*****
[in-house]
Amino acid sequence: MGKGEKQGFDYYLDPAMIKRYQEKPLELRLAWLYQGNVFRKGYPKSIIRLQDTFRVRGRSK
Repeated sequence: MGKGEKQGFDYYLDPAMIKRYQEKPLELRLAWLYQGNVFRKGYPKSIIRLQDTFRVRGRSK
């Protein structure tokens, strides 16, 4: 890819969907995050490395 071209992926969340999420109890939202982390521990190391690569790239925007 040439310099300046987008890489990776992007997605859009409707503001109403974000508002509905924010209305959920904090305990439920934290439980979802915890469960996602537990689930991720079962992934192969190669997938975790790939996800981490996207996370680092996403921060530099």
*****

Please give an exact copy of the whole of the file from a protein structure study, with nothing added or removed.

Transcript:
[in-house]
Amino acid sequence: MGKGEKQGFDYYLDPAMIKRYQEKPLELRLAWLYQGNVFRKGYPKSIIRLQDTFRVRGRSK
Repeated sequence: MGKGEKQGFDYYLDPAMIKRYQEKPLELRLAWLYQGNVFRKGYPKSIIRLQDTFRVRGRSK
């Protein structure tokens, strides 16, 4: 890819969907995050490395 071209992926969340999420109890939202982390521990190391690569790239925007 040439310099300046987008890489990776992007997605859009409707503001109403974000508002509905924010209305959920904090305990439920934290439980979802915890469960996602537990689930991720079962992934192969190669997938975790790939996800981490996207996370680092996403921060530099």